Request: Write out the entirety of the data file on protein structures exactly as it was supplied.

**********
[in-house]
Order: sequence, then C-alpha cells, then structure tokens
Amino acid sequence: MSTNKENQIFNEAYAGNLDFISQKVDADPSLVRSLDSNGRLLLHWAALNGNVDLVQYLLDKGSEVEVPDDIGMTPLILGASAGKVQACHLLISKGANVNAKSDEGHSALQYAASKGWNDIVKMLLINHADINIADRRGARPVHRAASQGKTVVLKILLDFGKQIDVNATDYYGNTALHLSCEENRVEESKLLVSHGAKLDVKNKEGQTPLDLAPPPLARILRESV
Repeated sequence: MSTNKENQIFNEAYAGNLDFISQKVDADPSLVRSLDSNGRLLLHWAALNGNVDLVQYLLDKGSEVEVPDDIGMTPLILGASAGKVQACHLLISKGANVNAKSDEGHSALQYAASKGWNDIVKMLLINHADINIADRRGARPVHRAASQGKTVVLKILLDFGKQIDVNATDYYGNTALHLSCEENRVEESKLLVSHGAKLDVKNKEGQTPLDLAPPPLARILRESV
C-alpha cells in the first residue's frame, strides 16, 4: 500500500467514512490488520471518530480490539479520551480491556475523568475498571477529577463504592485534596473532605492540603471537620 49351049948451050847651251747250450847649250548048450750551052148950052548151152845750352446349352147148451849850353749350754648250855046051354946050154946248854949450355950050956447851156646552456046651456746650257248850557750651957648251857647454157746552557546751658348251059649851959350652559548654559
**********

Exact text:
[in-house]
Order: sequence, then C-alpha cells, then structure tokens
Amino acid sequence: MSTNKENQIFNEAYAGNLDFISQKVDADPSLVRSLDSNGRLLLHWAALNGNVDLVQYLLDKGSEVEVPDDIGMTPLILGASAGKVQACHLLISKGANVNAKSDEGHSALQYAASKGWNDIVKMLLINHADINIADRRGARPVHRAASQGKTVVLKILLDFGKQIDVNATDYYGNTALHLSCEENRVEESKLLVSHGAKLDVKNKEGQTPLDLAPPPLARILRESV
Repeated sequence: MSTNKENQIFNEAYAGNLDFISQKVDADPSLVRSLDSNGRLLLHWAALNGNVDLVQYLLDKGSEVEVPDDIGMTPLILGASAGKVQACHLLISKGANVNAKSDEGHSALQYAASKGWNDIVKMLLINHADINIADRRGARPVHRAASQGKTVVLKILLDFGKQIDVNATDYYGNTALHLSCEENRVEESKLLVSHGAKLDVKNKEGQTPLDLAPPPLARILRESV
C-alpha cells in the first residue's frame, strides 16, 4: 500500500467514512490488520471518530480490539479520551480491556475523568475498571477529577463504592485534596473532605492540603471537620 49351049948451050847651251747250450847649250548048450750551052148950052548151152845750352446349352147148451849850353749350754648250855046051354946050154946248854949450355950050956447851156646552456046651456746650257248850557750651957648251857647454157746552557546751658348251059649851959350652559548654559